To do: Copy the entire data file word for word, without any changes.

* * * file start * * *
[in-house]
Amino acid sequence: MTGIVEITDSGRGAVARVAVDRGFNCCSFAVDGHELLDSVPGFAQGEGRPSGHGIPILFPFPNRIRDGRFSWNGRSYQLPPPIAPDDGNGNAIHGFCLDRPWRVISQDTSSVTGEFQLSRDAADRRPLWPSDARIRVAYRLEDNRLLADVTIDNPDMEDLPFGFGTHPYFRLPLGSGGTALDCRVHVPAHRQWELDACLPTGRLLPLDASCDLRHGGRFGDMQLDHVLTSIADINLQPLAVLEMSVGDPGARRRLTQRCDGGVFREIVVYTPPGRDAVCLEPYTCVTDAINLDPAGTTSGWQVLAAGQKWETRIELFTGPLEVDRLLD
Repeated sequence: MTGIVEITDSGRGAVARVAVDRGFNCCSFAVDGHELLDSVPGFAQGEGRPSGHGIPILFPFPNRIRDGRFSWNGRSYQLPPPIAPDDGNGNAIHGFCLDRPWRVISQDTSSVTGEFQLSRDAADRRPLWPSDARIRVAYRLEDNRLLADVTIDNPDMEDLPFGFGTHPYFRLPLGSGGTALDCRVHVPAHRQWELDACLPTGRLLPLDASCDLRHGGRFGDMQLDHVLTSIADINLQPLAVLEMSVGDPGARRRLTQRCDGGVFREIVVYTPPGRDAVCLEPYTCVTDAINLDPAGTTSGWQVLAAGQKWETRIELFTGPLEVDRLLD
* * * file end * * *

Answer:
[in-house]
Amino acid sequence: MTGIVEITDSGRGAVARVAVDRGFNCCSFAVDGHELLDSVPGFAQGEGRPSGHGIPILFPFPNRIRDGRFSWNGRSYQLPPPIAPDDGNGNAIHGFCLDRPWRVISQDTSSVTGEFQLSRDAADRRPLWPSDARIRVAYRLEDNRLLADVTIDNPDMEDLPFGFGTHPYFRLPLGSGGTALDCRVHVPAHRQWELDACLPTGRLLPLDASCDLRHGGRFGDMQLDHVLTSIADINLQPLAVLEMSVGDPGARRRLTQRCDGGVFREIVVYTPPGRDAVCLEPYTCVTDAINLDPAGTTSGWQVLAAGQKWETRIELFTGPLEVDRLLD
Repeated sequence: MTGIVEITDSGRGAVARVAVDRGFNCCSFAVDGHELLDSVPGFAQGEGRPSGHGIPILFPFPNRIRDGRFSWNGRSYQLPPPIAPDDGNGNAIHGFCLDRPWRVISQDTSSVTGEFQLSRDAADRRPLWPSDARIRVAYRLEDNRLLADVTIDNPDMEDLPFGFGTHPYFRLPLGSGGTALDCRVHVPAHRQWELDACLPTGRLLPLDASCDLRHGGRFGDMQLDHVLTSIADINLQPLAVLEMSVGDPGARRRLTQRCDGGVFREIVVYTPPGRDAVCLEPYTCVTDAINLDPAGTTSGWQVLAAGQKWETRIELFTGPLEVDRLLD